ERIC Number: ED442343
Record Type: Non-Journal
Publication Date: 2000-Mar
Brief History of Moot Court: Britain and U.S.
Rachid, Mohamed; Knerr, Charles R.
This document presents a history of moot court, defined as a mock court where hypothetical cases are tried for the training of law students. The first recorded reference to a moot court was in the year 997, and moots were common at the Inns of Court and Chancery in 14th century England. In 18th century England there were 4 greater Inns of Court and 10 lesser Inns, called the Inns of Chancery; in each of the greater Inns there were about 200 students, and 100 in the lesser Inns. Students learned not only law but history, scripture, music, and dancing, and several historians put the Inns of Court as universities for the study of law on the same footing as Oxford and Cambridge Universities. When formal legal education began in the United States in the late 18th and early 19th centuries, the practices followed were similar to those of the Inns of Court, with lectures by professors followed by moot court exercises. This modified English system continued until the case method was introduced at Harvard Law School in 1870. Because students enjoy them, moot court competitions are still a viable part of the law school curriculum. (Contains 16 endnotes and 10 references.) (CH)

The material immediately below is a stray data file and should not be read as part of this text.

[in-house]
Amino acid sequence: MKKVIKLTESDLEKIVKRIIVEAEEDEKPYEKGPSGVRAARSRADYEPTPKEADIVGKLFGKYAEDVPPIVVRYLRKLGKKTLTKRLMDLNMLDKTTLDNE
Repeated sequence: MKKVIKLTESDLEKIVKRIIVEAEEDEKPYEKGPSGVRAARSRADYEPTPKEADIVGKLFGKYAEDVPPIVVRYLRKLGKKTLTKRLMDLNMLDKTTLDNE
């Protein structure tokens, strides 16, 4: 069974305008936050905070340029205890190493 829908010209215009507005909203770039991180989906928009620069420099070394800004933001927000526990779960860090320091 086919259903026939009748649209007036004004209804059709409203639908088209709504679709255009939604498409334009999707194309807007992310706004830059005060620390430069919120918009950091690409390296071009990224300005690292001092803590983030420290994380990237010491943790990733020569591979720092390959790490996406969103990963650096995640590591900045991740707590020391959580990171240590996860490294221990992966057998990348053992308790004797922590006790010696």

Publication Type: Reports - Descriptive; Speeches/Meeting Papers
Education Level: N/A
Authoring Institution: N/A
Identifiers - Location: United Kingdom (England)